Music, like many other trades, tends to run in families. Likely a combination of genetics and environment, the shared activity of music making may even pass down through multiple generations. And as we well know, not all members of a musical household necessarily achieve the same level of recognition, nor do siblings always get along. Take for example Johannes and Friedrich Brahms. Friedrich was the younger brother, and he took piano lessons with the same teacher as Johannes. Johannes kept ignoring his younger brother, and eventually Friedrich became known around town as “the wrong Brahms.” Johannes became famous and Friedrich managed to have a successful career as a piano teacher. However, things can run much smoother between siblings, like with the brother-sister duo Gil and Orli Shaham. Violinist Gil and pianist Orli have had their separate concert careers, but on occasion they do record and perform music together.
If you are unconvinced that music runs in families, consider this. If your mother and father are violinists, and your half-sister is a famous violinist who rose to child stardom in the 1980s, what are the chances that you will pick up a violin as well? Better than average, I should have thought. And such is the case with Ryu Goto, half-brother to Midori. Ryu was instantaneously recognized as a child prodigy, learning to play the violin at age three, and performing at the age of seven at a music festival held in Sapporo Japan. By the age of 12, he made his debut tour, performing in 12 Japanese cities. And while he credits his mother for providing him with a strict musical education, he learned much from watching his older sister, and what it means to be a violinist and a professional. “I got the impression that being a musician isn’t the be all and end all,” he explains. “Midori has gone above and beyond that kind of categorization. She’s become almost something more – a humanist kind of thing.” Midori and Friends, as we know, is a nonprofit organization providing concerts for underprivileged and hospitalized children.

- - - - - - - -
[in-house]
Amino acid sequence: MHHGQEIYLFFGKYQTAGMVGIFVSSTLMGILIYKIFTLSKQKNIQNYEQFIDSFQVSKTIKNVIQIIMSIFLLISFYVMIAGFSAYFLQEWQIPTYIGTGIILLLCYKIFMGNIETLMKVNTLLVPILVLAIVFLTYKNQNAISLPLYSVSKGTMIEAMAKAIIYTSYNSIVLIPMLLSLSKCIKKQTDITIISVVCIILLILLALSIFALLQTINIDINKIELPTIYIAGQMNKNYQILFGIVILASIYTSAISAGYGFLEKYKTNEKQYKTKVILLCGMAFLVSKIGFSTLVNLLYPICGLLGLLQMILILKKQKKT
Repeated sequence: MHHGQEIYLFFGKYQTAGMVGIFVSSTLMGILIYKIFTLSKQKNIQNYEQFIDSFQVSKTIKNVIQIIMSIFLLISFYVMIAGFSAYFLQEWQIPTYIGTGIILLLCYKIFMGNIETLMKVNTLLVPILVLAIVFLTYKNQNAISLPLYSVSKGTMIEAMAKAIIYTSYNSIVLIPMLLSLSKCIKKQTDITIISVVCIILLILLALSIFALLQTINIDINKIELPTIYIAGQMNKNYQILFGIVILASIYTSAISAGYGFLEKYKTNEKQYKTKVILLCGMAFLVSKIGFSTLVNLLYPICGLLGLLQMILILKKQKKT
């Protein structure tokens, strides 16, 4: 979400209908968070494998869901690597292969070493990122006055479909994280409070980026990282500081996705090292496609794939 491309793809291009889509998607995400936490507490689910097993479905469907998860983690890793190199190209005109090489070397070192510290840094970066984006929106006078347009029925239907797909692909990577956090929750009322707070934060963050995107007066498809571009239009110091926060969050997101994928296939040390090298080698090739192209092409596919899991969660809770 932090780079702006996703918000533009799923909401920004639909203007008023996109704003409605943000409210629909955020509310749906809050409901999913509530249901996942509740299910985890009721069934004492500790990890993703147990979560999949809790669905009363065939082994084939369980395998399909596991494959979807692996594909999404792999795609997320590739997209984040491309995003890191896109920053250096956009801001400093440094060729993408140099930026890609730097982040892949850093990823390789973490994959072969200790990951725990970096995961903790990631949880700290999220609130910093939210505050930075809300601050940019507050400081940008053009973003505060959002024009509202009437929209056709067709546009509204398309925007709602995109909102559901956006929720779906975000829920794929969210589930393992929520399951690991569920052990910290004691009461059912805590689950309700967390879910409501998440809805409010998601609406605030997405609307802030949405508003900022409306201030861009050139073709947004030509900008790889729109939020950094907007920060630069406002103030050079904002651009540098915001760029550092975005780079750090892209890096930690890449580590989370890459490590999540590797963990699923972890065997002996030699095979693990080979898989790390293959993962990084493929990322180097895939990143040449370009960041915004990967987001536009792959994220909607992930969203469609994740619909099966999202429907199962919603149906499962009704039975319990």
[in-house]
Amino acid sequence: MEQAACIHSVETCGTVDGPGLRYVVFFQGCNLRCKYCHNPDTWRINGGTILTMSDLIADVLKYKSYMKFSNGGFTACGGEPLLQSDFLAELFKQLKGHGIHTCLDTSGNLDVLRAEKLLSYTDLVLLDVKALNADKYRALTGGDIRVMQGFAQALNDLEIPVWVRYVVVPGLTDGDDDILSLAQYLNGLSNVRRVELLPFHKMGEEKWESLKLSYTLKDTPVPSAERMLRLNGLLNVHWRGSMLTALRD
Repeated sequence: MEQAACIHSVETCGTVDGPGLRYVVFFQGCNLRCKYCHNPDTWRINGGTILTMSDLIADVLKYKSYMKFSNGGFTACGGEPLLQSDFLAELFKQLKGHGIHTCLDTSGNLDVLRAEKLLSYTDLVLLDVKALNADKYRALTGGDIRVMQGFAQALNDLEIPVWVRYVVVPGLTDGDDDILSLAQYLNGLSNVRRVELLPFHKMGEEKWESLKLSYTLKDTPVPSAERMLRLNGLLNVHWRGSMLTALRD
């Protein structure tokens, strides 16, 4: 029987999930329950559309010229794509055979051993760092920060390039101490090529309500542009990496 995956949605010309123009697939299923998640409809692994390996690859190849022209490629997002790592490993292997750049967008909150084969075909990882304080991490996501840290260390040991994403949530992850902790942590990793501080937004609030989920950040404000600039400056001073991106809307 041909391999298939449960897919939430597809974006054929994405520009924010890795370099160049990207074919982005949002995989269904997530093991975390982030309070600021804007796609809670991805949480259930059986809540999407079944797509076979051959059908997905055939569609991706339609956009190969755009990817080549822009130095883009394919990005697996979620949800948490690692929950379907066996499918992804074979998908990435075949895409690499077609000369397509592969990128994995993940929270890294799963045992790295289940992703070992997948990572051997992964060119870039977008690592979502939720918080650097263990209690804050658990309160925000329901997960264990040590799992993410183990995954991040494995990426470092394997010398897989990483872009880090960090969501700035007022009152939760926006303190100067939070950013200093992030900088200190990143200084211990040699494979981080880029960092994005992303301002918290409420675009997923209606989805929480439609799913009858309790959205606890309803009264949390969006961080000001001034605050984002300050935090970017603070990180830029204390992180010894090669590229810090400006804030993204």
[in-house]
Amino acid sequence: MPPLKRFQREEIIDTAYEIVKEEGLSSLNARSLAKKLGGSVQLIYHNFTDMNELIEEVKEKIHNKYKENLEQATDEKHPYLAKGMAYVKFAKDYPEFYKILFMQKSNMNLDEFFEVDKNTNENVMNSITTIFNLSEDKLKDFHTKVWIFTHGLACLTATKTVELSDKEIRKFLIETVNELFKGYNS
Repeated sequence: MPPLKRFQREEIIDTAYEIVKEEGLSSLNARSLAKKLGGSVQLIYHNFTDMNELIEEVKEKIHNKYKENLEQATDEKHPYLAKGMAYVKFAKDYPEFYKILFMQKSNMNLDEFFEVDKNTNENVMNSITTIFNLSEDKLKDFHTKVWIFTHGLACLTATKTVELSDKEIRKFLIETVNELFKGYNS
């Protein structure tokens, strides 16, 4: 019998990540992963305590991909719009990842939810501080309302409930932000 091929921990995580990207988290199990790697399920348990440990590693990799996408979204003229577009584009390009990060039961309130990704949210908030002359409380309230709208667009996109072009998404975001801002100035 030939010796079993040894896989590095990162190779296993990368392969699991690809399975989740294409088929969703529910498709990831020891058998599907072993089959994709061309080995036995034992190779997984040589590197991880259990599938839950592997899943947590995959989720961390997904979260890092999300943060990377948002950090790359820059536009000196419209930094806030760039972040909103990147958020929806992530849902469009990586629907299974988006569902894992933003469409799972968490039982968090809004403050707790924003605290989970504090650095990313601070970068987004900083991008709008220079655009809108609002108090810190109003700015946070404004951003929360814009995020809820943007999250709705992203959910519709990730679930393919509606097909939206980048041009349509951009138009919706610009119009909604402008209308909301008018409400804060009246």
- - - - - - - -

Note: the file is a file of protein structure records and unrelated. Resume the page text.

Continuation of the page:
All I really have to say is “Two sisters and four hands,” and you will immediately know that I am referring to the famous piano duo of Katia and Marielle Labèque. Born in the Basque region of France, they inherited their love for the instrument from their Italian mother, an accomplished piano teacher. The sisters have been playing together for more than 30 years and they complement each other perfectly, with “Katia recognized as the bubbly one, and Marielle her calmer and more romantic counterpart.” The technical challenges of performing as a piano duo are formidable. But Marielle insists that it is much more than simply playing in synch. “What I find very beautiful is that we manage after many, many years of playing together to find a certain sense of freedom, and not to feel the same things that we did at the start, which is the case for many other duos, who often get stale and mechanical because they are too busy thinking of playing together and so their playing becomes a little more rigid, and they become like metronomes. And sometimes it’s better to take risks, as you really learn how to breathe together.”
Performing piano duets among siblings is one thing, but divvying up an entire string quartet amongst brothers and sisters is quite another. It might not come as a surprise, but siblings Timothy, Janet, Philip, and David Ying are precisely such a grouping. Known as the “Ying Quartet,” they graduated from the Eastman School of Music and subsequently received a grant from the National Endowment of the Arts to promote classical music in the heartland of America. Actively performing in various American cities and festivals, the Ying Quartet also initiated a commissioning project to produce a distinctively American string quartet repertoire. Furthermore, with Musical Dim Sum they have extended their repertoire while celebrating their own cultural heritage. Brother Timothy spent over 20 years as a member of the Ying quartet, but announced his departure from the ensemble in 2009.